3.3.5. Precision and Accuracy

QC plasma samples at the concentrations of 50, 500,

Figure 3. MRM chromatograms of (a) Blank plasma; (b) Blank sample added with dencichine (500 ng/ml) and I.S. (10 ug/ml); (c) A plasma sample from a rat 1 h after i.v. administration of 5 mg/kg.

2000 ng/ml were analyzed to evaluate the precision (n = 3) and accuracy. As the results showed in Table 2, the inter-day precision was less than 4.7%, the intra-day precision was less than 4.8%, these results were all within the acceptable limits which indicate that R.S.D. should be less than 15% and relative error should be within ±15%. So the method was proved to be precise and accurate.

3.3.6. Stability

As the results showed in Table 3, they indicated that no significant change occurred at three freeze-thaw cycles, long-term storage at –20˚C for 42 days, and room temperature for 12 hours, so all the investigated compounds were proved to be stable.

3.4. Application in Pharmacokinetic Studies

This method was successfully applied to investigate the pharmacokinetic studies of dencichine in rats plasma after i.v. administrations of 1, 5, 25 mg/ml, respectively.

Table 1. The extraction recovery and matrix effect of dencichine in rat plasma by LC-MS/MS method (n = 5).

Table 2. Precision and accuracy for determination of dencichine in rat plasma from the method validation, (n = 3 days, 5 replicates per day).

Table 3. Stability of dencichine in rat plasma under different storage conditions (n = 3 days).

The main pharmacokinetic parameters were calculated as follows: the elimination half-time (T1/2) of dencichine was 6.3 ± 1.1, 7.8 ± 1.9 and 7.2 ± 1.4 h. The area under the plasma concentration-time curve from 0 h to 24 h (AUC0-24) were 3925.7 ± 475.9, 8521.3 ± 973.6 and 23371.9 ± 3951.8 µg/L·h, and the area under the plasma concentration-time curve from 0 h to infinity (AUC0-∞) were 41907.5 ± 588.1, 8892.5 ± 1031.6 and 25275.6 ± 4769.9 µg/L·h. The maximum plasma concentration (Cmax) were 1922.3 ± 180.86, 7322.0 ± 836.7 and 31086.0 ± 7075.3.

3.5. Discussion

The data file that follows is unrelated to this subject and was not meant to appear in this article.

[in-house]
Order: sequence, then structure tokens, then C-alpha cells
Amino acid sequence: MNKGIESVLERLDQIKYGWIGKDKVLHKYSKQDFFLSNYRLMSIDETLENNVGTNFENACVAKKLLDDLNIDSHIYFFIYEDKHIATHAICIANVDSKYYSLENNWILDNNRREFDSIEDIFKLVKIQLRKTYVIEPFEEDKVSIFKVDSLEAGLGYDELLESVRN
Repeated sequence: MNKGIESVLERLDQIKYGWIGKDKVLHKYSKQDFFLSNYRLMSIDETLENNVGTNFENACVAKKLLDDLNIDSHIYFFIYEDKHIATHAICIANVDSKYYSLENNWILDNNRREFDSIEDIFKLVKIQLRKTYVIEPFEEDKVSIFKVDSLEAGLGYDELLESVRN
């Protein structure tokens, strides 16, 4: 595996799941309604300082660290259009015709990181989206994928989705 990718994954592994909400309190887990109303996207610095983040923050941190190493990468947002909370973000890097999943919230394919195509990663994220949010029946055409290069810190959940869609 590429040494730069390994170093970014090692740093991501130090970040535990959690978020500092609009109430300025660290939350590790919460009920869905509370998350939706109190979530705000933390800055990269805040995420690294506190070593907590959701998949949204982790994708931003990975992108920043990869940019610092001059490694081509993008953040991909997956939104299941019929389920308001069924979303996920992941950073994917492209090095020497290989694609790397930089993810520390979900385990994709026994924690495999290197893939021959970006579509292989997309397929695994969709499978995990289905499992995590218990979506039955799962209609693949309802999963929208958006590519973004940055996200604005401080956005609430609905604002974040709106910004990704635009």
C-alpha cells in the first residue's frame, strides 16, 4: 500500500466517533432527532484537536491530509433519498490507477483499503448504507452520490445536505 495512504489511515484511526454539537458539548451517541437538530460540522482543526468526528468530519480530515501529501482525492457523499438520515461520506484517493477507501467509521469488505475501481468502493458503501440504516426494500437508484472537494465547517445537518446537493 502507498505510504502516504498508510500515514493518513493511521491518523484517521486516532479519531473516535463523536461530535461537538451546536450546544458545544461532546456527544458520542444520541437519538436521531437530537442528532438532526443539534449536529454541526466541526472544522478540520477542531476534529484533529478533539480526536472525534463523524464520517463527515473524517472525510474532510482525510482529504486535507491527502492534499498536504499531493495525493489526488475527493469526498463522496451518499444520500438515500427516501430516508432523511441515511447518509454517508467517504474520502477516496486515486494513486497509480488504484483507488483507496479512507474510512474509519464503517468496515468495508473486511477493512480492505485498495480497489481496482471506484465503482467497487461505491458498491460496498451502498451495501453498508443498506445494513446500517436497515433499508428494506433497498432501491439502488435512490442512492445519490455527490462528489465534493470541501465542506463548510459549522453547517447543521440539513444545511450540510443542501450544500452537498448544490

Dencichine is a nonprotein amino acid, which has two carboxyl groups. In the most research on quantitation of dencichine [4], the method of derivatization was applied to in order to solve the problem that the ion abundance was too weak to detect. However, compared with underivatization, an obvious disadvantage of derivatization was that, it was inevitable to bring some impurity into the system, which may lead to interference signals. For example, common derivating agent, such as HCL, would cause ion suppression for the residual HCL in the sample solution after derivatization [4]. In our experiment, we firstly tried to find a method without deravatization, at the same time, our method should meet the requirement of sensitivity. At the outset, both positive and negative modes were tried and we discovered that positive mode was more sensitive than the negative mode. In order to obtain the optimal mass response of the materials, every parameter was carefully investigated. Coupled with MRM mode, full scan product ion spectra of dencichine and I.S. was applied to this experiment. For dencichine, the precursor → product ion transition of m/z was 177.2 → 116.2 and for I.S. was 180.2 → 163.2 for I.S. (Figure 2).

As for HPLC, the mobile phase was considered to have some great influence to the separation. Common mobile phase always contains methanol or acetonitrile as the organic phase, but in this experiment, any rate of methanol or acetonitrile with water cannot obtain the satisfactory results. Then the second consideration was adding formic acid, which was considered as an additive to improve the response of analyte, especially in positive mode. However, we still failed to detect the analyte for the weak abundance. Finally, we decided to try some amine salt compound. According to adjusting the proportion of ammonium acetate constantly, we at last determined the appropriate mobile phase, 20mmol/L ammonium acetate-acetonitrile (35:65, V/V) was finally used. Although this method brought NH4+ into the system, it was much easier to eluate than those residual derivating agents and caused less negative interference to the signals.

4. Conclusion

A rapid and sensitive method has been developed and validated for the quantification of dencichine. With approximate 1.7 min retention time of dencichine and I.S, 20 ng/ml LLOQ and one-step protein precipitation, this method was proved to be suitable and simple to investigate the pharmacokinetics study of dencichine.

5. Declarations

5.1. Conflict of Interest

The Author(s) declare(s) that they have no conflicts of interest to disclose.

5.2. Funding Acknowledgements

This research was financially supported by Jiangsu center for safety evaluation of drugs and School of Pharmaceutical Sciences, Nanjing University of Technology.